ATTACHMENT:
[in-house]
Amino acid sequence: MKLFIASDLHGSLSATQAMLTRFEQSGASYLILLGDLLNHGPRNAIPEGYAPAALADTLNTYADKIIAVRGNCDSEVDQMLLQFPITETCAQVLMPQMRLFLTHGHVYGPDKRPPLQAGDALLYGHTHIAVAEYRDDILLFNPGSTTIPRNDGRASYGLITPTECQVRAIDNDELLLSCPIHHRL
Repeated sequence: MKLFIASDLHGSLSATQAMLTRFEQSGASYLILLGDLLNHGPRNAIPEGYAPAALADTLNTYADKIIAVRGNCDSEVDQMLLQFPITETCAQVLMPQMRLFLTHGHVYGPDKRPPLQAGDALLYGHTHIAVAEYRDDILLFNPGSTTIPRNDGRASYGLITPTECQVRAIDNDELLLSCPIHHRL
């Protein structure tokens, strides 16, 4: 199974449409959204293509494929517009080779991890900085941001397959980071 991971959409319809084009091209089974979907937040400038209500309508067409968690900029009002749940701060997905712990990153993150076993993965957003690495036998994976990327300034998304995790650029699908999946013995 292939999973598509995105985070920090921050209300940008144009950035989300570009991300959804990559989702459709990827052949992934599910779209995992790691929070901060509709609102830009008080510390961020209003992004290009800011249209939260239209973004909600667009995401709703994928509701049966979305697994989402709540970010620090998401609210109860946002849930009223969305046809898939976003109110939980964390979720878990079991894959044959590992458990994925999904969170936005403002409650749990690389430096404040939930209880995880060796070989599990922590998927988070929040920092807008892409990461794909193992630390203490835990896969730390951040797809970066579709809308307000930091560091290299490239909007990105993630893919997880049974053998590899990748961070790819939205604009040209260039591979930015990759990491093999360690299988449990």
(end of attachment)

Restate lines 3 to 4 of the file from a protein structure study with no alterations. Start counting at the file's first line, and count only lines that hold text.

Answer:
Repeated sequence: MKLFIASDLHGSLSATQAMLTRFEQSGASYLILLGDLLNHGPRNAIPEGYAPAALADTLNTYADKIIAVRGNCDSEVDQMLLQFPITETCAQVLMPQMRLFLTHGHVYGPDKRPPLQAGDALLYGHTHIAVAEYRDDILLFNPGSTTIPRNDGRASYGLITPTECQVRAIDNDELLLSCPIHHRL
């Protein structure tokens, strides 16, 4: 199974449409959204293509494929517009080779991890900085941001397959980071 991971959409319809084009091209089974979907937040400038209500309508067409968690900029009002749940701060997905712990990153993150076993993965957003690495036998994976990327300034998304995790650029699908999946013995 292939999973598509995105985070920090921050209300940008144009950035989300570009991300959804990559989702459709990827052949992934599910779209995992790691929070901060509709609102830009008080510390961020209003992004290009800011249209939260239209973004909600667009995401709703994928509701049966979305697994989402709540970010620090998401609210109860946002849930009223969305046809898939976003109110939980964390979720878990079991894959044959590992458990994925999904969170936005403002409650749990690389430096404040939930209880995880060796070989599990922590998927988070929040920092807008892409990461794909193992630390203490835990896969730390951040797809970066579709809308307000930091560091290299490239909007990105993630893919997880049974053998590899990748961070790819939205604009040209260039591979930015990759990491093999360690299988449990």